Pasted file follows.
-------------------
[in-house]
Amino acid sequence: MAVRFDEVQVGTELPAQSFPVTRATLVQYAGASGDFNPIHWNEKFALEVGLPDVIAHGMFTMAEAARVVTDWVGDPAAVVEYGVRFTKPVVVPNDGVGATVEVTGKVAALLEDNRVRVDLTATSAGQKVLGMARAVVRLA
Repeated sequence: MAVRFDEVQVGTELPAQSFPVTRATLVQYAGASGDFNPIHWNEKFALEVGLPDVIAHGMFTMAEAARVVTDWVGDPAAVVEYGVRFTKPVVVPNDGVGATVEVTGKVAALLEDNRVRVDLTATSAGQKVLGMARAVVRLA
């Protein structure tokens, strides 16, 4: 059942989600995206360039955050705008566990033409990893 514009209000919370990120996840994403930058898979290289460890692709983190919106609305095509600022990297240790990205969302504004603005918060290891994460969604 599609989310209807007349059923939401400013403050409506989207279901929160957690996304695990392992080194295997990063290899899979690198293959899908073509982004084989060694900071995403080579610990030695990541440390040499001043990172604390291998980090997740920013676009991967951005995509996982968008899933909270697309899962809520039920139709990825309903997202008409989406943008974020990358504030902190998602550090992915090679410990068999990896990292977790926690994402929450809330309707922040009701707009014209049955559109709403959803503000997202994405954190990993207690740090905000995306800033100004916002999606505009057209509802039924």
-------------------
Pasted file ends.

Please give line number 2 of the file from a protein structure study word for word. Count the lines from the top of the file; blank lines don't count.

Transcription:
Amino acid sequence: MAVRFDEVQVGTELPAQSFPVTRATLVQYAGASGDFNPIHWNEKFALEVGLPDVIAHGMFTMAEAARVVTDWVGDPAAVVEYGVRFTKPVVVPNDGVGATVEVTGKVAALLEDNRVRVDLTATSAGQKVLGMARAVVRLA